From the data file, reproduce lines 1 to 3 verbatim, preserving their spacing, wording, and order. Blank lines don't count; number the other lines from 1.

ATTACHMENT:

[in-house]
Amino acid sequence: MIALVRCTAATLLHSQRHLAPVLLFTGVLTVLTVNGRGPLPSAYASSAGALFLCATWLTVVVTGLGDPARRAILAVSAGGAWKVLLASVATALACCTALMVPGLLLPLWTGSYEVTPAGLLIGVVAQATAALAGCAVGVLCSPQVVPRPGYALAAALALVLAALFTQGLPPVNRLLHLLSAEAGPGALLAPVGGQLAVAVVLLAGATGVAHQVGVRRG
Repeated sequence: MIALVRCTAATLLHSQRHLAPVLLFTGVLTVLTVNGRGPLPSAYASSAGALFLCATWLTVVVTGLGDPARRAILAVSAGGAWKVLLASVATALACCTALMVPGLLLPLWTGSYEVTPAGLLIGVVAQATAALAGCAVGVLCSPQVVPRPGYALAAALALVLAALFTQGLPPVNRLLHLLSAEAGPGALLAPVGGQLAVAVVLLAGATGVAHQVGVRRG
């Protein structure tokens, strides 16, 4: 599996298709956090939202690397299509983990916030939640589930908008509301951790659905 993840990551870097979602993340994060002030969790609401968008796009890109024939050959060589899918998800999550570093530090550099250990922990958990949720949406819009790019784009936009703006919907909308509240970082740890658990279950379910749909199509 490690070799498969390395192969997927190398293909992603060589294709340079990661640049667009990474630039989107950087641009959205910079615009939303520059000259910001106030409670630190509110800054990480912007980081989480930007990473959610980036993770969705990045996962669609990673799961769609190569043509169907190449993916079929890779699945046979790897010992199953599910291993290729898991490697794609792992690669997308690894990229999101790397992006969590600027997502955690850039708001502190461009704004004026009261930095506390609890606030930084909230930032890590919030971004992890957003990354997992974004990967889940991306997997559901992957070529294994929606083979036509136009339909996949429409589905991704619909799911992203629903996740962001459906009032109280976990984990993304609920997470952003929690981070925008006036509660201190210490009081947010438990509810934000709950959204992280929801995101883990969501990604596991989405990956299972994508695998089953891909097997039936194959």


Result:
[in-house]
Amino acid sequence: MIALVRCTAATLLHSQRHLAPVLLFTGVLTVLTVNGRGPLPSAYASSAGALFLCATWLTVVVTGLGDPARRAILAVSAGGAWKVLLASVATALACCTALMVPGLLLPLWTGSYEVTPAGLLIGVVAQATAALAGCAVGVLCSPQVVPRPGYALAAALALVLAALFTQGLPPVNRLLHLLSAEAGPGALLAPVGGQLAVAVVLLAGATGVAHQVGVRRG
Repeated sequence: MIALVRCTAATLLHSQRHLAPVLLFTGVLTVLTVNGRGPLPSAYASSAGALFLCATWLTVVVTGLGDPARRAILAVSAGGAWKVLLASVATALACCTALMVPGLLLPLWTGSYEVTPAGLLIGVVAQATAALAGCAVGVLCSPQVVPRPGYALAAALALVLAALFTQGLPPVNRLLHLLSAEAGPGALLAPVGGQLAVAVVLLAGATGVAHQVGVRRG